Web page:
EnviroMedia Co-founder and President Kevin Tuerff is providing a series of posts from the IUHPE World Conference on Health Promotion in Pattaya, Thailand. This is his final report from the five-day conference.
10. Globally, kids prefer green and blue crayons when it comes to drawing their own pictures of health. A study by graduate students on three continents found this color scheme to be thematic in pictures drawn by children in response to the question, “What does health mean to you?” This reinforces the branding principle that color choices can convey strong thoughts, ideas and emotions — and it suggests this principle works no matter how old you are. For EnviroMedia’s logo, we chose blue for health and leadership and green for the environment.
9. Collaboration and partnerships are growing between health promoters and NGOs, doctors, nurses, insurance companies and hospitals. Communication feedback mechanisms included with U.S. health care reforms are growing in other parts of the world. Watch for more innovative collaborations that can help patients get well quicker (and cheaper).
8. More health educators are focusing on mental well-being and self-esteem as an approach to help kids grow up with the confidence to eat healthy, exercise, and refuse alcohol, tobacco and drugs. A study of 10- and 11-year-olds in Sweden found when teachers asked students for their own ideas, they had more success and increased health literacy.
7. Cycling is growing in popularity in many countries, and health promotion experts are trying to find funds to promote the health, environmental and cost benefits for regular bike users. A study of 2,024 people in nine provinces of Thailand ranked messages that would increase daily bicycle use. These messages included (ranked highest to lowest) improved health through physical activity, reduced air pollution, costs savings and convenience.
6. Marketing junk food to kids and “leanwashing” foods as healthy is a growing problem, especially with people spending more time on social media. Folks from Victoria, Australia, were interested in EnviroMedia’s Leanwashing Index. A study by Chulalongkorn University in Bangkok found that though there are some standards for advertising to children on TV in Thailand, advertisers are unclear about the rules and there is no enforcement.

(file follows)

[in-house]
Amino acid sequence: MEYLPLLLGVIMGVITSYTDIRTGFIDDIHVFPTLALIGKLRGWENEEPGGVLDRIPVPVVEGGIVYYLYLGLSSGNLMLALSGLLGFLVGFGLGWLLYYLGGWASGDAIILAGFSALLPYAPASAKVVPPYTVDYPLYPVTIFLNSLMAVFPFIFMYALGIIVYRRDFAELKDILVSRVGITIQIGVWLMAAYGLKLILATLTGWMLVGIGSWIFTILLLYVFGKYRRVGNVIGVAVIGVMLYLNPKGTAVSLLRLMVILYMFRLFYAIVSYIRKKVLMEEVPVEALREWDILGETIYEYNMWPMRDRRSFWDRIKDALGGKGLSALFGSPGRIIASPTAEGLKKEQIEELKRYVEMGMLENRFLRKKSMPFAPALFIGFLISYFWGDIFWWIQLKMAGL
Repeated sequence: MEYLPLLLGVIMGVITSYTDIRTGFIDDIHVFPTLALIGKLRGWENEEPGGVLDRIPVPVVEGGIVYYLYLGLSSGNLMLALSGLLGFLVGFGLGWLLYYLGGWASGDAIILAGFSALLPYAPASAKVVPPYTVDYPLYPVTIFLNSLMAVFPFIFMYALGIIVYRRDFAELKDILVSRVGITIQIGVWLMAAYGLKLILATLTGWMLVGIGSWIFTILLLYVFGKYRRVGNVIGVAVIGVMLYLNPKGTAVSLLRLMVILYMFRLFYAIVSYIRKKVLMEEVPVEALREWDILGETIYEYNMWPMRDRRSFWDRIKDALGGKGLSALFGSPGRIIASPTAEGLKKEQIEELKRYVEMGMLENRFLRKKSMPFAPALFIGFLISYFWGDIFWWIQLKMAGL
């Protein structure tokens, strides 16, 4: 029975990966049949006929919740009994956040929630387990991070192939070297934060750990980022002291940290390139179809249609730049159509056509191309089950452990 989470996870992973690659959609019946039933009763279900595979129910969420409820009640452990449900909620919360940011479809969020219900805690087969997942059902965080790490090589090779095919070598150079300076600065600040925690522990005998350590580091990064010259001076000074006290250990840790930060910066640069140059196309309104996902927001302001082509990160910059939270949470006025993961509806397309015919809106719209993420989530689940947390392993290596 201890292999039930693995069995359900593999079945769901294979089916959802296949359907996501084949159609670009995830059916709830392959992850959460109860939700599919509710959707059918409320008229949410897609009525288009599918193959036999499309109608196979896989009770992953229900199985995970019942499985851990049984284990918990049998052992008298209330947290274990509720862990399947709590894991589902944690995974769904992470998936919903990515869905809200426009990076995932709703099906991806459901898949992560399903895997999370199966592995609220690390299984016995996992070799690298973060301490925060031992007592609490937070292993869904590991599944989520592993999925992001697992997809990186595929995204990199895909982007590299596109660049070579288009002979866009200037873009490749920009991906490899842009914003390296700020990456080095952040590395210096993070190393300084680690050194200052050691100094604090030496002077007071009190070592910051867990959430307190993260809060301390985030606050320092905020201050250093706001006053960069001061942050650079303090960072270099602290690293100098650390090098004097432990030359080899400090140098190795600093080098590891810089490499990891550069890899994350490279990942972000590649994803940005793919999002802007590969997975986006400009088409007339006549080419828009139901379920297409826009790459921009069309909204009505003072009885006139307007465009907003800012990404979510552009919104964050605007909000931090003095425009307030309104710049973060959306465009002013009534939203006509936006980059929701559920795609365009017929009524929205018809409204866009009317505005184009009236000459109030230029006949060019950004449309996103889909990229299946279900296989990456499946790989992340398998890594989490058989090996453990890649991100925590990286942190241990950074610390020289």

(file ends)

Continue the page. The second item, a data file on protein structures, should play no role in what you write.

5. HIV and AIDS remain a huge global health crisis. The target audiences for health promotion have changed since the 1990s and so have the number of channels to reach these audiences. Dr. Jungling Cho shared his content analysis study of news coverage on HIV/AIDS in China from 2001 to 2010. In recent years, there was a significant drop in the number of articles that placed blame on people with AIDS.
4. The nexus of public health and climate change is growing. Health promotion may be most helpful with new climate adaptation efforts. One concern was the lack of cooperation between emergency planners, environmental regulators, water and electricity utilities, and public health experts.
3. Despite successes in decreasing smoking rates in developed countries, there is concern about a loss of momentum to cut rates to single digits. Since the U.S. tobacco settlements from 1999 to 2002, lawmakers have moved that money from health promotion budgets to projects like roads, jails and schools. Thailand has made significant strides in reducing adult smoking rates to just under 20 percent. But it’s been an ongoing battle to maintain that trend. Since the Thai government implemented a hefty tax increase on cigarette packs, young people in large numbers have moved to purchasing single, hand-rolled cigarettes that are cheaper. A rule change now includes hand-rolled cigarettes in the tobacco tax. Another strategy to help smokers quit is to put alarming photos of the consequences of smoking on cigarette packs, along with a website for online cessation courses. But fresh off a legal victory in the U.S. that quashed the same tactic, the tobacco industry is now in Thailand courts trying to reverse this measure.
2. Health promotion has continually proven to be the best public investment in health when compared to medical and hospitalization costs. For too many years, politicians have responded to public health problems by calling for a research study on a new disease outbreak or public health crisis. Yet when the research comes back with the exact prescription for success, nothing happens to fully implement these programs. Educating policymakers about the return on investment of successful health promotion efforts is critical.
1. Finally, innovative technology, social media and the growth of global Internet access are critical to increasing health promotion and ultimate health outcomes.
I thoroughly enjoyed my first meeting of the International Union for Health Promotion and Education (IUHPE) World Conference on Health Promotion. So much work is being done across the globe to address public health problems. Global conferences like this one are important to find synergies and cooperation that can foster a healthier planet.
I’m grateful to Dr. Alfred McAlister and Dr. Maria Fernandez of the University of Texas School of Public Health for introducing me to IUHPE. Learning about Thai culture — its natural beauty, food and people — was an added bonus I won’t forget.